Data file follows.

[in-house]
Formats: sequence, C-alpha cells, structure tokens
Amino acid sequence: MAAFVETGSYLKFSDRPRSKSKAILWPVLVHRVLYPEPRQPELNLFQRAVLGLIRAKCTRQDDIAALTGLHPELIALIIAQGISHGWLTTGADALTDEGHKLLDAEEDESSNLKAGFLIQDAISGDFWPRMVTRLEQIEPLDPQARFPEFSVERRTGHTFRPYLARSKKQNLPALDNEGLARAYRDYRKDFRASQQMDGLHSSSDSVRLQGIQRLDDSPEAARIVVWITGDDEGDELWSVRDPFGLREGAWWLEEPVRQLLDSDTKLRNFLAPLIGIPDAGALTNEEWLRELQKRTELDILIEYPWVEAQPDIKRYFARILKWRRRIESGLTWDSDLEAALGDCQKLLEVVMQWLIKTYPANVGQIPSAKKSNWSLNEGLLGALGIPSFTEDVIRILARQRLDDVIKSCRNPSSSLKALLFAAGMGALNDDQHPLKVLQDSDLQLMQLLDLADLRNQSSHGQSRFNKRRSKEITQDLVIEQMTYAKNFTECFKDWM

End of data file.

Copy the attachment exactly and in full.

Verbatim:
[in-house]
Formats: sequence, C-alpha cells, structure tokens
Amino acid sequence: MAAFVETGSYLKFSDRPRSKSKAILWPVLVHRVLYPEPRQPELNLFQRAVLGLIRAKCTRQDDIAALTGLHPELIALIIAQGISHGWLTTGADALTDEGHKLLDAEEDESSNLKAGFLIQDAISGDFWPRMVTRLEQIEPLDPQARFPEFSVERRTGHTFRPYLARSKKQNLPALDNEGLARAYRDYRKDFRASQQMDGLHSSSDSVRLQGIQRLDDSPEAARIVVWITGDDEGDELWSVRDPFGLREGAWWLEEPVRQLLDSDTKLRNFLAPLIGIPDAGALTNEEWLRELQKRTELDILIEYPWVEAQPDIKRYFARILKWRRRIESGLTWDSDLEAALGDCQKLLEVVMQWLIKTYPANVGQIPSAKKSNWSLNEGLLGALGIPSFTEDVIRILARQRLDDVIKSCRNPSSSLKALLFAAGMGALNDDQHPLKVLQDSDLQLMQLLDLADLRNQSSHGQSRFNKRRSKEITQDLVIEQMTYAKNFTECFKDWM